In a post #IndyRef Scotland will ‘form’ trump ideological ‘content’?

2 views

Interesting piece from Torcuil Crichton who is a Westminster lobby correspondent for the Scottish Daily Record, courtesy of Bella Caledonia..

There have been 29 general elections to the Dàil, Ireland’s parliament, since independence. Ireland’s Labour Party have won precisely none.

When socialism goes up against nationalism in a country where all civic politics is about the nation, then Labour doesn’t stand a chance.

What happened in Ireland – in fact Irish leader Eamon de Valera’s specific strategy – was to smother the Labour movement in the embrace of Fianna Fáil.

His nationalist party talked the language of social democracy with enough rhetoric to rob Labour of a distinctive voice, while never delivering the goods.

You find an echo of that approach in last week’s report on how wonderful the welfare system would be in a new Scotland, with none of it practically costed.

If the SNP win the Scottish referendum, they will do so by binding together a nationalist alliance. The party would be mad, their leaders unforgiven, if they allowed that political sheaf to unravel afterwards.

Anyone saying defeat in September will allow the Scottish Labour Party space to rise, phoenix like, as a force for government is just kidding.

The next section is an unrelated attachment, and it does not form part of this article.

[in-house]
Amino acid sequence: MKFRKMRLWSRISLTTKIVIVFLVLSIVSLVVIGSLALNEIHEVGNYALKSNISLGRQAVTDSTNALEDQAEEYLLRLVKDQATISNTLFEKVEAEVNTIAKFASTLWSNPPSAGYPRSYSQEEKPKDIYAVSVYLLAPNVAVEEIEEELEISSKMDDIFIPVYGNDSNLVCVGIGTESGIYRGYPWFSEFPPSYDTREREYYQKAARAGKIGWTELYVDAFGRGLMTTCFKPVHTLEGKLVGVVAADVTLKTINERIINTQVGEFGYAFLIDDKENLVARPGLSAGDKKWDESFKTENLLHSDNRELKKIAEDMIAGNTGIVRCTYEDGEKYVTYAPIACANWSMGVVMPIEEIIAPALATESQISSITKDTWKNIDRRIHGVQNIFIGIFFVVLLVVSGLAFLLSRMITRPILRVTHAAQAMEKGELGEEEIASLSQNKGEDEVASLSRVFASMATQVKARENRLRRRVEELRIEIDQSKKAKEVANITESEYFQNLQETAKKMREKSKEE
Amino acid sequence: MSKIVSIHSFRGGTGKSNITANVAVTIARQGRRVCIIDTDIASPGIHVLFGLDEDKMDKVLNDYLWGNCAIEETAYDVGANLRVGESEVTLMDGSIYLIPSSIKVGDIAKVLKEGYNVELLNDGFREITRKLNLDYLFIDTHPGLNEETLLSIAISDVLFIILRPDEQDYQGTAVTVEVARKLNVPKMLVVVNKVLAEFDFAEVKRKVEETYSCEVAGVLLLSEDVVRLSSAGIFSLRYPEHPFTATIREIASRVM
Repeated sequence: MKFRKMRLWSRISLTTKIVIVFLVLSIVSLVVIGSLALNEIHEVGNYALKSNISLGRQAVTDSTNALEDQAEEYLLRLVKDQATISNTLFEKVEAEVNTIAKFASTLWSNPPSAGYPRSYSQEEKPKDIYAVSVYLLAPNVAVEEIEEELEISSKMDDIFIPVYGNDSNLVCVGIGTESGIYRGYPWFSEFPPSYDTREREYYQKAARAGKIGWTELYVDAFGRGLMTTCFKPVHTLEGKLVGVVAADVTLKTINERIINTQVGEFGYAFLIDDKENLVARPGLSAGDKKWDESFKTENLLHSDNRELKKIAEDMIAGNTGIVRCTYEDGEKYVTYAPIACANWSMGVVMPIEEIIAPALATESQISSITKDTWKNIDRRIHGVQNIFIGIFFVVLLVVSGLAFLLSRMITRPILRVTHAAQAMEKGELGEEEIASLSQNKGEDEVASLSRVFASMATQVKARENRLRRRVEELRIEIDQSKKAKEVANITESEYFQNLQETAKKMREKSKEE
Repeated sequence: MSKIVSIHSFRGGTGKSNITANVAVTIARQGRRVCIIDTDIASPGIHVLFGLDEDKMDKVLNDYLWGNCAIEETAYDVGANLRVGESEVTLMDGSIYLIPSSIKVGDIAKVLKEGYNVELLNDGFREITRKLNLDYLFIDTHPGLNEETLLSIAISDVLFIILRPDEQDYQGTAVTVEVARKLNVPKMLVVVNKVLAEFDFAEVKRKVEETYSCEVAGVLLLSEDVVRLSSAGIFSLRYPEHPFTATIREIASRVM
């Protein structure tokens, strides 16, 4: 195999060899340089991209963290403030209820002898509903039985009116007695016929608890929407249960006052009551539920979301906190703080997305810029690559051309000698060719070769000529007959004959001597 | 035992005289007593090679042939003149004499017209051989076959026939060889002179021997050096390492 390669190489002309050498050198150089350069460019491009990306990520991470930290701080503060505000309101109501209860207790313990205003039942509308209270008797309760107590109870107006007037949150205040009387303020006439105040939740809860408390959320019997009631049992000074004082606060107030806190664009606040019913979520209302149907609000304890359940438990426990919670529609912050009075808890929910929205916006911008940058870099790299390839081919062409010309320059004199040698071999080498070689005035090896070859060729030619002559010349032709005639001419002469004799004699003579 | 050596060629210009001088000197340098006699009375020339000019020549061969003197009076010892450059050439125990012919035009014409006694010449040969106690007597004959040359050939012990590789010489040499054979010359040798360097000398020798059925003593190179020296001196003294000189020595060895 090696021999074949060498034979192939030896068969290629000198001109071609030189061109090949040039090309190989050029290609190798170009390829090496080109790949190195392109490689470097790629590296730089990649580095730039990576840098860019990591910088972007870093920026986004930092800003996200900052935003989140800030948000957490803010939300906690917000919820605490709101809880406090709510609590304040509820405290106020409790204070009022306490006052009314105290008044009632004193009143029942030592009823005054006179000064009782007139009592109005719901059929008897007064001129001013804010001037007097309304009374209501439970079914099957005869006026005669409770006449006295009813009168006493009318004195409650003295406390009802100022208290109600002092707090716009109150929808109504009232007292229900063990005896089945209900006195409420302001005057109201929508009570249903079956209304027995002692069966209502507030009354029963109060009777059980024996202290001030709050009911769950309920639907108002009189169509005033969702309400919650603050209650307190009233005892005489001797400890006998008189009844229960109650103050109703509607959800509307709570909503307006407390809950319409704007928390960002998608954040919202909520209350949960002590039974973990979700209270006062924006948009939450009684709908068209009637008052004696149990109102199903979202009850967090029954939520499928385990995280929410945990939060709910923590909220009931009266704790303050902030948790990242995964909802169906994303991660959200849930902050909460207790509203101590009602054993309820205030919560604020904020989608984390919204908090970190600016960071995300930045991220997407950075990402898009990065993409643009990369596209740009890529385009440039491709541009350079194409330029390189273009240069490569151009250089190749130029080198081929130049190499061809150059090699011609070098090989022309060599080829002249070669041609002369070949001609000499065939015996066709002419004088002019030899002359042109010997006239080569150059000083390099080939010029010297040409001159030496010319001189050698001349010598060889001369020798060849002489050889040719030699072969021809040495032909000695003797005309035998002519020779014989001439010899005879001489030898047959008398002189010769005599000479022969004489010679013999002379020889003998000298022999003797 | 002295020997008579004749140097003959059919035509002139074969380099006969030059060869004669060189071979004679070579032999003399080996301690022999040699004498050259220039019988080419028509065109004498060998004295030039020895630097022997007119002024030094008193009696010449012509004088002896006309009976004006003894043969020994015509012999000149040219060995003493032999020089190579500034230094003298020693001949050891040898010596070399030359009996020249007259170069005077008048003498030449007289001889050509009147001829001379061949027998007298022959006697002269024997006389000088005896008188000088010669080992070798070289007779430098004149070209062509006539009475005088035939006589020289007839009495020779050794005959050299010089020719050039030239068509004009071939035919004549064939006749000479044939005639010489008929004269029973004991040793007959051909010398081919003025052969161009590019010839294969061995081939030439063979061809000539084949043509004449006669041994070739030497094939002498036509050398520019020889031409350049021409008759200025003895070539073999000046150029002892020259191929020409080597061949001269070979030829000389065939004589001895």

Irish history shows how easily social justice can be crowded out in a nationalist arena. When it came to industrial relations, de Valera had a reputation, a strategy, for personally intervening to bring disputes to an end, all for the good of the Irish nation.

Oddly, this is not far short of the pitch often made by one Gerry Adams who consistently argues that Ireland has been caught in the pinch of two conservative parties since partition.

My only strong caveat is that in fact the prime determinant of Ireland’s post ideological politics is more likely the STV PR system, which shreds all policy based platforms.

But in Scotland there is a confusion in the public debate (and perhaps an unavoidable one) between ‘Form’ (critical for the Yes campaign) and ‘Content’ (those under the ‘No’ parties).

, ,

  • Kensei

    “But in Scotland there is a confusion in the public debate (and perhaps an unavoidable one) between ‘Form’ (critical for the Yes campaign) and ‘Content’ (those under the ‘No’ parties).”

    Wa?

  • http://www.wordpress.ianjamesparsley.com IJP

    Yes, I’m not sure about the final paragraph either!

    In fact I’m not sure about this “content” stuff at all, which has been the talk of Slugger recently!

    Political choices are made emotionally, pretty much always.

  • Mick Fealty

    Form = Structure. Content is generally dictated by form. If you are a fan of changing the form, you will naturally assume content will change for the better.

    Content = Policy therefore for those who think the current form is fine will want to focus on discussions about content over form.

    Both missing each other…

  • Mick Fealty

    Does that make sense, or am I being delusional?

  • Old Mortality

    This comparison is a little far-fetched.
    At the time of independence and for most of its early history, the RoI had a relatively small urban working-class population. Scotland by contrast has a huge urban working/under class, not to mention a sizeable state-dependent middle class.
    And Scotland does not have a powerful church ever vigilant to the dangers of even modest collectivism.

  • Kensei